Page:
In addition to confirmation of the researchers’ approach, the new findings also shed light on how such structures form and persist in nature. Some viruses, such as the monkey cancer virus SV40, and some bacteria have similar spherical structures - knowledge of scar formation may reveal how to target chemical reactions at those sites, potentially leading to treatments for similar pathogens.

The research also sheds light on some of the most prevalent structures in nanoscale science and engineering, the fullerenes. Knowing how defects can arise within nanostructures may help researchers devise better methods to create fullerenes or other large molecules with desirable characteristics.

Josh Chamot | NSF News
Further information:
http://www.physics.iastate.edu/staff/travesset/Collo.htm
http://www.deas.harvard.edu/projects/weitzlab/
http://www.nsf.gov

More articles from Physics and Astronomy:

nachricht Organic light-emitting diodes become brighter and more durable
28.05.2018 | Technische Universität Dresden

nachricht APEX takes a glimpse into the heart of darkness
25.05.2018 | Max-Planck-Institut für Radioastronomie

All articles from Physics and Astronomy >>>

The most recent press releases about innovation >>>

Die letzten 5 Focus-News des innovations-reports im Überblick:

Im Focus: Powerful IT security for the car of the future – research alliance develops new approaches

The more electronics steer, accelerate and brake cars, the more important it is to protect them against cyber-attacks. That is why 15 partners from industry and academia will work together over the next three years on new approaches to IT security in self-driving cars. The joint project goes by the name Security For Connected, Autonomous Cars (SecForCARs) and has funding of €7.2 million from the German Federal Ministry of Education and Research. Infineon is leading the project.

Vehicles already offer diverse communication interfaces and more and more automated functions, such as distance and lane-keeping assist systems. At the same...

Im Focus: Molecular switch will facilitate the development of pioneering electro-optical devices

A research team led by physicists at the Technical University of Munich (TUM) has developed molecular nanoswitches that can be toggled between two structurally different states using an applied voltage. They can serve as the basis for a pioneering class of devices that could replace silicon-based components with organic molecules.

The development of new electronic technologies drives the incessant reduction of functional component sizes. In the context of an international collaborative...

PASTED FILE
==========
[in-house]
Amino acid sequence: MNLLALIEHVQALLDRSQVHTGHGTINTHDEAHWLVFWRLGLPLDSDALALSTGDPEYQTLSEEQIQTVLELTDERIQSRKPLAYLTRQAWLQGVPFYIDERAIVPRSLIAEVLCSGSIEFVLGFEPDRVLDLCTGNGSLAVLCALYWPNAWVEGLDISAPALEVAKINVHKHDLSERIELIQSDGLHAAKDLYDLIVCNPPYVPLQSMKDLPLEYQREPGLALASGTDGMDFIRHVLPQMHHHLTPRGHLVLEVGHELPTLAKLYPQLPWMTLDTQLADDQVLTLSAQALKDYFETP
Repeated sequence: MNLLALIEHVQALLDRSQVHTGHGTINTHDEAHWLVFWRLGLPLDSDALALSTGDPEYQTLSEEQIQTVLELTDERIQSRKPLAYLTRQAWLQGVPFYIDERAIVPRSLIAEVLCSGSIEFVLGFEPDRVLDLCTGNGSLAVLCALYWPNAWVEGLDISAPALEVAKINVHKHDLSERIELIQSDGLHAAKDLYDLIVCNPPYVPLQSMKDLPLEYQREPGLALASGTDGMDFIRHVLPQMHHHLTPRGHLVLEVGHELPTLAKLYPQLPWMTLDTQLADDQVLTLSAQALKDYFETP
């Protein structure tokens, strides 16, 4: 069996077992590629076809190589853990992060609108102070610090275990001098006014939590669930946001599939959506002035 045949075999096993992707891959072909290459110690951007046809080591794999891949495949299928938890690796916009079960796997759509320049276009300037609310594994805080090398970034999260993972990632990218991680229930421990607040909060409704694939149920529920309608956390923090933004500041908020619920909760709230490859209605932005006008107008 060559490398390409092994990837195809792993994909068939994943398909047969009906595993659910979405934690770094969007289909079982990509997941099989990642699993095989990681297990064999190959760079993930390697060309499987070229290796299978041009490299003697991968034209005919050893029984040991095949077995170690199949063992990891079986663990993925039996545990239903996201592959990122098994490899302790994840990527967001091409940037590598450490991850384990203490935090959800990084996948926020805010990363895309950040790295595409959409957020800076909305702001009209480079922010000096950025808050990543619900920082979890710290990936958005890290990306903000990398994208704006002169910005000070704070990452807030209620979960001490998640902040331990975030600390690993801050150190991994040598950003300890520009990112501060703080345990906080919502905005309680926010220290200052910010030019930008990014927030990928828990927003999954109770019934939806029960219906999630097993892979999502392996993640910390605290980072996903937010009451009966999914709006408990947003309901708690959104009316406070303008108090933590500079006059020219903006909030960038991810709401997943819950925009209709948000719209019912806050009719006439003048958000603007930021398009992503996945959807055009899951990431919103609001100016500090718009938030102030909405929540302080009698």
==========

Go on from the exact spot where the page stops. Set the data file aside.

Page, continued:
Im Focus: LZH showcases laser material processing of tomorrow at the LASYS 2018

At the LASYS 2018, from June 5th to 7th, the Laser Zentrum Hannover e.V. (LZH) will be showcasing processes for the laser material processing of tomorrow in hall 4 at stand 4E75. With blown bomb shells the LZH will present first results of a research project on civil security.

At this year's LASYS, the LZH will exhibit light-based processes such as cutting, welding, ablation and structuring as well as additive manufacturing for...

Im Focus: Self-illuminating pixels for a new display generation

There are videos on the internet that can make one marvel at technology. For example, a smartphone is casually bent around the arm or a thin-film display is rolled in all directions and with almost every diameter. From the user's point of view, this looks fantastic. From a professional point of view, however, the question arises: Is that already possible?

At Display Week 2018, scientists from the Fraunhofer Institute for Applied Polymer Research IAP will be demonstrating today’s technological possibilities and...

Im Focus: Explanation for puzzling quantum oscillations has been found

So-called quantum many-body scars allow quantum systems to stay out of equilibrium much longer, explaining experiment | Study published in Nature Physics

Recently, researchers from Harvard and MIT succeeded in trapping a record 53 atoms and individually controlling their quantum state, realizing what is called a...

All Focus news of the innovation-report >>>

Anzeige

Anzeige

VideoLinks
Industry & Economy
Event News

12th COMPAMED Spring Convention: Innovative manufacturing processes of modern implants

28.05.2018 | Event News

In focus: Climate adapted plants

25.05.2018 | Event News

Save the date: Forum European Neuroscience – 07-11 July 2018 in Berlin, Germany

02.05.2018 | Event News

 
Latest News

Cognitive Power Electronics 4.0 is gaining momentum

28.05.2018 | Trade Fair News

Organic light-emitting diodes become brighter and more durable

28.05.2018 | Physics and Astronomy

12th COMPAMED Spring Convention: Innovative manufacturing processes of modern implants

28.05.2018 | Event News

VideoLinks
Science & Research
Overview of more VideoLinks >>>